Roland Mesnier, the French-born pastry chef who cooked desserts for five presidents and dignitaries for a quarter-century in the White House and boasted of never serving the same dish twice, has died at age 78 years old.
Mesnier, whose career began with a $1 (87p)-a-month baking apprenticeship at age 14, was offered the White House job in 1979 after pleasing First Lady Rosalynn Carter with his promise that he would focus on lighter desserts like fruit. Indeed, he had a knack for modifying decadent confections with low-calorie ingredient substitutes, and when a luxurious mood prevailed, he proved a master at creating the puffed and pulled sugar sculptures that adorned his desserts. He showed a whimsical side by making extravagant gingerbread houses for the Christmas season, as part of a White House tradition.
His mission, he said, was to comfort a family living under constant surveillance and to understand their tastes and culinary pleasures. “If I could take that pressure off for five minutes, then I would have done my job,” he once told The Canadian Press. “That was my role in the White House – to put a smile on the face of the first family.”
A confident, methodical pastry chef who took “Perfection is no accident” as his motto, he tasted every dessert that left his kitchen, carefully inspected finished plates to see what hadn’t been touched, allied with the White House butler to glean more information on the presidential election. likes, and began planning Christmas in June.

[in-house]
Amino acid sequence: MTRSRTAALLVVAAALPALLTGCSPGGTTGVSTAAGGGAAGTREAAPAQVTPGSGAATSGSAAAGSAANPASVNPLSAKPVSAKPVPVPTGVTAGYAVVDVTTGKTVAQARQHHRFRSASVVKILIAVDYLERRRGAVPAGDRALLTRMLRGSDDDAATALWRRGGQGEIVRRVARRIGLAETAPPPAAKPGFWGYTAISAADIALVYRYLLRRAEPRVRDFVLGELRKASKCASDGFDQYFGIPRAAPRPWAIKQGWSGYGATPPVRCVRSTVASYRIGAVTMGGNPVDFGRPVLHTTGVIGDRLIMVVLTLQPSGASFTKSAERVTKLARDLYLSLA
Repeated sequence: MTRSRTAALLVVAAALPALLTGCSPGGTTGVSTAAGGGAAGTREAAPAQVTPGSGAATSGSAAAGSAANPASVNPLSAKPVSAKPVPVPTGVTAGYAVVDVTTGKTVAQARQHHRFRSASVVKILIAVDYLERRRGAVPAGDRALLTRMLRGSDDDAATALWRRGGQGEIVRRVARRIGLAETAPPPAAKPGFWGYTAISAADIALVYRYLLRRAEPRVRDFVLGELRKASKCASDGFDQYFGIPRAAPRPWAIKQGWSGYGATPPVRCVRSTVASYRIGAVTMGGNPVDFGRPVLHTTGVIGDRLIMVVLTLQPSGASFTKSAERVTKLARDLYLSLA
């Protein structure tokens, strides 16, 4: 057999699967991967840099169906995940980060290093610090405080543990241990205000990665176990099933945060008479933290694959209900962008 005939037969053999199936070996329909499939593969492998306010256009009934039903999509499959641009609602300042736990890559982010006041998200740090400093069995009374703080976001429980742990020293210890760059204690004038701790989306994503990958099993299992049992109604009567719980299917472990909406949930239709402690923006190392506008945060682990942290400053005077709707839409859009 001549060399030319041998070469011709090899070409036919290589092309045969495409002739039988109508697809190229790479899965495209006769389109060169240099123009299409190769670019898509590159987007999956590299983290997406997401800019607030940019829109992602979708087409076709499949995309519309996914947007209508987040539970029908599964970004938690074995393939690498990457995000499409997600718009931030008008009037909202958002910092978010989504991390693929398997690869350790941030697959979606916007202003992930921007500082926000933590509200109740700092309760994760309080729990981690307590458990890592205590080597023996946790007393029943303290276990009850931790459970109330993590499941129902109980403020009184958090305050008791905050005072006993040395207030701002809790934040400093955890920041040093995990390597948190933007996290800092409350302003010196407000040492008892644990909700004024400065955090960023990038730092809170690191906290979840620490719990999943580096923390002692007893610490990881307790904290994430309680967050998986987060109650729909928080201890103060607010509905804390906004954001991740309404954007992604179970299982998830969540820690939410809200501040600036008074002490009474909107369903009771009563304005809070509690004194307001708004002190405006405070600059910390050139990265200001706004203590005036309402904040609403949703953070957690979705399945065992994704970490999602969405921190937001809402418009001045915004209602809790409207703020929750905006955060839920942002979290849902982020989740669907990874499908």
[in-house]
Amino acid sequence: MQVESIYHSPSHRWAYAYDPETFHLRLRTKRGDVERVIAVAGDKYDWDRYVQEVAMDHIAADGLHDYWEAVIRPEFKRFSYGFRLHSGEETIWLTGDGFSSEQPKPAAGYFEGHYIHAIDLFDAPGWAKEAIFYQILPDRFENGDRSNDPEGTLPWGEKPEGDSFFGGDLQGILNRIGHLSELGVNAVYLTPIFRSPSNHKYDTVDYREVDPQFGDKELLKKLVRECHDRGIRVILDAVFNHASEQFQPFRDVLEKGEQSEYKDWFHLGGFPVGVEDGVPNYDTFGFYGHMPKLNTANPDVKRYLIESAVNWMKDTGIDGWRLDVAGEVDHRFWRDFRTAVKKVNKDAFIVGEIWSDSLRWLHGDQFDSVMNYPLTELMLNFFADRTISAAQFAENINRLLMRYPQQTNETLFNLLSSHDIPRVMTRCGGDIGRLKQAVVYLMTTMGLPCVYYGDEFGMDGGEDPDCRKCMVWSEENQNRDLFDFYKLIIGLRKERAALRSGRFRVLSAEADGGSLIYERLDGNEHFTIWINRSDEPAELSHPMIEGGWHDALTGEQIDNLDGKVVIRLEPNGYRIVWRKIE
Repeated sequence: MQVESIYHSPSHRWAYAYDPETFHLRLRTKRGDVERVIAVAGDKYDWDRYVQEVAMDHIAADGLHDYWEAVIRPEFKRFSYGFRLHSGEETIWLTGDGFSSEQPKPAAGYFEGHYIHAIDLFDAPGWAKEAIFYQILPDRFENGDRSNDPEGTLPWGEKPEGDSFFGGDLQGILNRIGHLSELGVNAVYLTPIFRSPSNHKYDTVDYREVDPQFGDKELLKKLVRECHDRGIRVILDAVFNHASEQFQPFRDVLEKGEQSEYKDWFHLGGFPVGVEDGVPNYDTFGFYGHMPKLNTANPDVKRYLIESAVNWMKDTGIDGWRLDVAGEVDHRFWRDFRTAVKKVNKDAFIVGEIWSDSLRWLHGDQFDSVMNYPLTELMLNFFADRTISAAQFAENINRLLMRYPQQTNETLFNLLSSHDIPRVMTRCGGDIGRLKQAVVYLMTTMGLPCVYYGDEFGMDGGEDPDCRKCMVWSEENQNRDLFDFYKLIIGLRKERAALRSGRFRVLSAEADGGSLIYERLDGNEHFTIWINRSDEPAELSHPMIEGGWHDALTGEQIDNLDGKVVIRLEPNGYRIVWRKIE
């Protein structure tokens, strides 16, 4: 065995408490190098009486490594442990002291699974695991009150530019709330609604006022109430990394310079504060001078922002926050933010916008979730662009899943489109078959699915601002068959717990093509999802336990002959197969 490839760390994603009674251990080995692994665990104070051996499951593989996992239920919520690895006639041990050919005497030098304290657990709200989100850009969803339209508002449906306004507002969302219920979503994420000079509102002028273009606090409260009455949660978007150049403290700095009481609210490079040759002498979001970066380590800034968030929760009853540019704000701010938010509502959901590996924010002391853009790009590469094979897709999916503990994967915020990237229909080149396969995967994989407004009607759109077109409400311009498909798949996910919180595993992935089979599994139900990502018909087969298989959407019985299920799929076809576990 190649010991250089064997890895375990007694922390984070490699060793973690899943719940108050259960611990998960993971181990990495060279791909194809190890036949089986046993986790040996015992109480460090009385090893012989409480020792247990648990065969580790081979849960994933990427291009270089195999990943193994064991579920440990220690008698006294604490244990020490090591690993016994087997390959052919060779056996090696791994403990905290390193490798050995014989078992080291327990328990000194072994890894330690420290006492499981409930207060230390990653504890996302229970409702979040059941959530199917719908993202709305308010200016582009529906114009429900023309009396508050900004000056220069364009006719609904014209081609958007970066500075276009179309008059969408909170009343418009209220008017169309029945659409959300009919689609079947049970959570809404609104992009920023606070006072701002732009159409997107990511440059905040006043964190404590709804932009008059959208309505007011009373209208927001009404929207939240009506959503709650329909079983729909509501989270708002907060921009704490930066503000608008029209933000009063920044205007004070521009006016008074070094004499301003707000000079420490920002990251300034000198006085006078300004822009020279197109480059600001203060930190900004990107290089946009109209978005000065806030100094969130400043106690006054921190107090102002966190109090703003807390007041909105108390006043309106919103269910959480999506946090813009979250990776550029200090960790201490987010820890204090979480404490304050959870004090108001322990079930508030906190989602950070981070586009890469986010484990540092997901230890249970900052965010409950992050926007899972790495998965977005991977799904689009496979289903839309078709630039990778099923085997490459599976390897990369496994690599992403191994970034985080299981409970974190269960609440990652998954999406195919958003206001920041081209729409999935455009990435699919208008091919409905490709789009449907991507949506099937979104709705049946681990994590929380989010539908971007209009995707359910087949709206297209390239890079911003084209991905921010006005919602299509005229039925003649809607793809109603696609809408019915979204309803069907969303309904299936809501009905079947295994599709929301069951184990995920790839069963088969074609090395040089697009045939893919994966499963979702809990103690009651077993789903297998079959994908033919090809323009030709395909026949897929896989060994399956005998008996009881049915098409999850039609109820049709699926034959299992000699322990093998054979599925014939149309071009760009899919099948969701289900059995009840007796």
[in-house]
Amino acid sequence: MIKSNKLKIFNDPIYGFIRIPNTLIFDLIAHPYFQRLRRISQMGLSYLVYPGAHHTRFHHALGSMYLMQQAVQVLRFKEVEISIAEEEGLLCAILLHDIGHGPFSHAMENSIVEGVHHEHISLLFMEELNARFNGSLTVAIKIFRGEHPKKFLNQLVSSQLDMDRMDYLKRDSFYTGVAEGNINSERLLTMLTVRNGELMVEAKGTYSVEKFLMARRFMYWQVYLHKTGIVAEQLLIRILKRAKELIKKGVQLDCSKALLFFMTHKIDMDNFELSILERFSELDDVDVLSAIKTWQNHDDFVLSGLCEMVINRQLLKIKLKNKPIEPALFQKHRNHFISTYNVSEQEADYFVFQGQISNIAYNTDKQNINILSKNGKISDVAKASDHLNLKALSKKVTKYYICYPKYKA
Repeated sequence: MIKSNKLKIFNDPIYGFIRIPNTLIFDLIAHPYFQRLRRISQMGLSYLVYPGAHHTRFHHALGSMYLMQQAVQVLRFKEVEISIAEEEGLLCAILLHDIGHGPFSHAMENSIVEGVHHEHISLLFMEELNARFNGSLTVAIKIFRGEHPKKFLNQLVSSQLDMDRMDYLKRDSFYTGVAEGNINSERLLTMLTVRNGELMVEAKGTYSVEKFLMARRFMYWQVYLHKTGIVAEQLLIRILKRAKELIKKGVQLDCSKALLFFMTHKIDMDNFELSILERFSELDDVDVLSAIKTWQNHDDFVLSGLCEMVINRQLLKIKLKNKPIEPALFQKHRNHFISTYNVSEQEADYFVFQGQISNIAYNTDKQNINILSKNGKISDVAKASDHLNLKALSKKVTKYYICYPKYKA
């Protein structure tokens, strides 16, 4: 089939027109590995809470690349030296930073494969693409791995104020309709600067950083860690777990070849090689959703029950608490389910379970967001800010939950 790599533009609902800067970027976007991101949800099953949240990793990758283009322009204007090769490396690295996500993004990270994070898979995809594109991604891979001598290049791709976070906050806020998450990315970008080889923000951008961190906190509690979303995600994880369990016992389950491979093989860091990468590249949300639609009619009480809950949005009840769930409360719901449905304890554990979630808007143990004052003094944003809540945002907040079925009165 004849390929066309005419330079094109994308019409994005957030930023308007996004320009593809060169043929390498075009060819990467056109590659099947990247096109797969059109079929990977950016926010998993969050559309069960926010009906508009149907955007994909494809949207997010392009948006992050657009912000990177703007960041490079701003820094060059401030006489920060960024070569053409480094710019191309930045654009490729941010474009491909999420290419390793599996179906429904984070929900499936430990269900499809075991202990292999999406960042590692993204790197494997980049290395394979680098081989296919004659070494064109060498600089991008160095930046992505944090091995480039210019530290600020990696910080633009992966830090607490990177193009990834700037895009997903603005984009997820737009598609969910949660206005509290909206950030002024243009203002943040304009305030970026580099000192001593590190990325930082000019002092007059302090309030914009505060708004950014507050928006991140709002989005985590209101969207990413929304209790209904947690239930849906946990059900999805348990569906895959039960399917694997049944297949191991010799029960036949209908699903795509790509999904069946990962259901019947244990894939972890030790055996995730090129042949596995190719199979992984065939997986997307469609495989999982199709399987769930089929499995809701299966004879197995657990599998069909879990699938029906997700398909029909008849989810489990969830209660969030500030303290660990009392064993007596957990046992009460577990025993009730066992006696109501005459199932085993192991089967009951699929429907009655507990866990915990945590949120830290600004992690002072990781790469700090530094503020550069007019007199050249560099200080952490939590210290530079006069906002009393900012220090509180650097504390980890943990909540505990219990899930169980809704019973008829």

In interviews and books, he revealed insight into the palates and temperaments of the presidents and first ladies he worked for.
The Carters insisted on adding a molded cheese ring to the White House menu – “a mixture of muenster, cheddar, all the stickiest cheese you can find, mixed with onions, capers and jam. strawberries in the middle… It was a secret family recipe that no one tried to steal.
The Clintons, however, didn’t deserve Michelin stars for their family recipe: “An atrocious concoction of Coca-Cola flavored jelly served with glazed black cherries.” The Carters, perhaps surprisingly given their background growing legumes in their home state of Georgia, “didn’t care about peanuts at all.”
Mesnier would satisfy Ronald Reagan’s chocolate cravings, consistently denied by the first lady, by making a chocolate mousse when the first lady was out of town. From the likes of Nancy Reagan, he learned that “if she didn’t complain, it was a compliment.”
On one occasion, Nancy Reagan rejected three different desserts Mesnier had presented to her for a state dinner to be attended by the Queen of the Netherlands. The Sunday before dinner on Tuesday evening, she called him back to the White House and gave him very specific instructions: make 14 sugar baskets eight inches in diameter, and decorate each handle with six sugar tulips, before filling the baskets. with sorbet and fresh fruit.
“She tilted her head and said, ‘Roland, you have two days and two nights,’ and I said, ‘Thank you, Madame,'” Mesnier told The New York Times. “It was another test, and you know it makes you strong. Mrs. Reagan pushed me to be who I have become.